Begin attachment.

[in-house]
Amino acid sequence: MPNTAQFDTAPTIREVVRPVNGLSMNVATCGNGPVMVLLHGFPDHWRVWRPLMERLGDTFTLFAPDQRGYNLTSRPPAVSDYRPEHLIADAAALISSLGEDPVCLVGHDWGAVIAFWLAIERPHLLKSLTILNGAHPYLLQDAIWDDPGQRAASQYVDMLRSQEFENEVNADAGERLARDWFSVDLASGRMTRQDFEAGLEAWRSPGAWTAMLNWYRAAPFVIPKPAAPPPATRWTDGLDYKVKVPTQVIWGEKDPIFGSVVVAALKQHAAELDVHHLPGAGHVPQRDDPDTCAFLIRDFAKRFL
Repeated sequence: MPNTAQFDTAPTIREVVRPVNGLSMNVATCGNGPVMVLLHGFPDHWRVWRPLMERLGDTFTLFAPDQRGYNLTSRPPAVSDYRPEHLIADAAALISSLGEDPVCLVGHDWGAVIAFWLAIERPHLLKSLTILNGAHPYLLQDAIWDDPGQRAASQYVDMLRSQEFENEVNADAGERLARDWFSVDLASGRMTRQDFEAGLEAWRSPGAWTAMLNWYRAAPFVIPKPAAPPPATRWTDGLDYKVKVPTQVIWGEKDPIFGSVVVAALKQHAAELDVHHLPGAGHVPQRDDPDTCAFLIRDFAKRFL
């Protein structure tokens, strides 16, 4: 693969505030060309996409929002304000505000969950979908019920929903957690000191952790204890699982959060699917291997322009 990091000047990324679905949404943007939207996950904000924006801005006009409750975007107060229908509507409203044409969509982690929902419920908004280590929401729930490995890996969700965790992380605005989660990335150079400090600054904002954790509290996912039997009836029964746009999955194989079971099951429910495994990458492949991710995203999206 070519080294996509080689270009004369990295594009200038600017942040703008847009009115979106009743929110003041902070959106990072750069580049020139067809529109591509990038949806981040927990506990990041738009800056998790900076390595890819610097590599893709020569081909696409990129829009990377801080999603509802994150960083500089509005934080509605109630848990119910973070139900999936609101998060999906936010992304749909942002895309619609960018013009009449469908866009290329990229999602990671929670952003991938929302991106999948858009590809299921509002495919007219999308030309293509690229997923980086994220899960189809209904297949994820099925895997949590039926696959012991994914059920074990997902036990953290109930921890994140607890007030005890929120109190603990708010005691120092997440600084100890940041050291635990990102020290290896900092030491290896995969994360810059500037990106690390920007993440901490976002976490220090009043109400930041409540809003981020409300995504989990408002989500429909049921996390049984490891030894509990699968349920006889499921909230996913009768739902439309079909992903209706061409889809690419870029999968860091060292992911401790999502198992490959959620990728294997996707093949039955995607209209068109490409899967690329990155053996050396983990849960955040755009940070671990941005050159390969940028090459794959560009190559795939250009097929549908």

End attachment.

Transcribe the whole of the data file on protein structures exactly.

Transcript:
[in-house]
Amino acid sequence: MPNTAQFDTAPTIREVVRPVNGLSMNVATCGNGPVMVLLHGFPDHWRVWRPLMERLGDTFTLFAPDQRGYNLTSRPPAVSDYRPEHLIADAAALISSLGEDPVCLVGHDWGAVIAFWLAIERPHLLKSLTILNGAHPYLLQDAIWDDPGQRAASQYVDMLRSQEFENEVNADAGERLARDWFSVDLASGRMTRQDFEAGLEAWRSPGAWTAMLNWYRAAPFVIPKPAAPPPATRWTDGLDYKVKVPTQVIWGEKDPIFGSVVVAALKQHAAELDVHHLPGAGHVPQRDDPDTCAFLIRDFAKRFL
Repeated sequence: MPNTAQFDTAPTIREVVRPVNGLSMNVATCGNGPVMVLLHGFPDHWRVWRPLMERLGDTFTLFAPDQRGYNLTSRPPAVSDYRPEHLIADAAALISSLGEDPVCLVGHDWGAVIAFWLAIERPHLLKSLTILNGAHPYLLQDAIWDDPGQRAASQYVDMLRSQEFENEVNADAGERLARDWFSVDLASGRMTRQDFEAGLEAWRSPGAWTAMLNWYRAAPFVIPKPAAPPPATRWTDGLDYKVKVPTQVIWGEKDPIFGSVVVAALKQHAAELDVHHLPGAGHVPQRDDPDTCAFLIRDFAKRFL
């Protein structure tokens, strides 16, 4: 693969505030060309996409929002304000505000969950979908019920929903957690000191952790204890699982959060699917291997322009 990091000047990324679905949404943007939207996950904000924006801005006009409750975007107060229908509507409203044409969509982690929902419920908004280590929401729930490995890996969700965790992380605005989660990335150079400090600054904002954790509290996912039997009836029964746009999955194989079971099951429910495994990458492949991710995203999206 070519080294996509080689270009004369990295594009200038600017942040703008847009009115979106009743929110003041902070959106990072750069580049020139067809529109591509990038949806981040927990506990990041738009800056998790900076390595890819610097590599893709020569081909696409990129829009990377801080999603509802994150960083500089509005934080509605109630848990119910973070139900999936609101998060999906936010992304749909942002895309619609960018013009009449469908866009290329990229999602990671929670952003991938929302991106999948858009590809299921509002495919007219999308030309293509690229997923980086994220899960189809209904297949994820099925895997949590039926696959012991994914059920074990997902036990953290109930921890994140607890007030005890929120109190603990708010005691120092997440600084100890940041050291635990990102020290290896900092030491290896995969994360810059500037990106690390920007993440901490976002976490220090009043109400930041409540809003981020409300995504989990408002989500429909049921996390049984490891030894509990699968349920006889499921909230996913009768739902439309079909992903209706061409889809690419870029999968860091060292992911401790999502198992490959959620990728294997996707093949039955995607209209068109490409899967690329990155053996050396983990849960955040755009940070671990941005050159390969940028090459794959560009190559795939250009097929549908």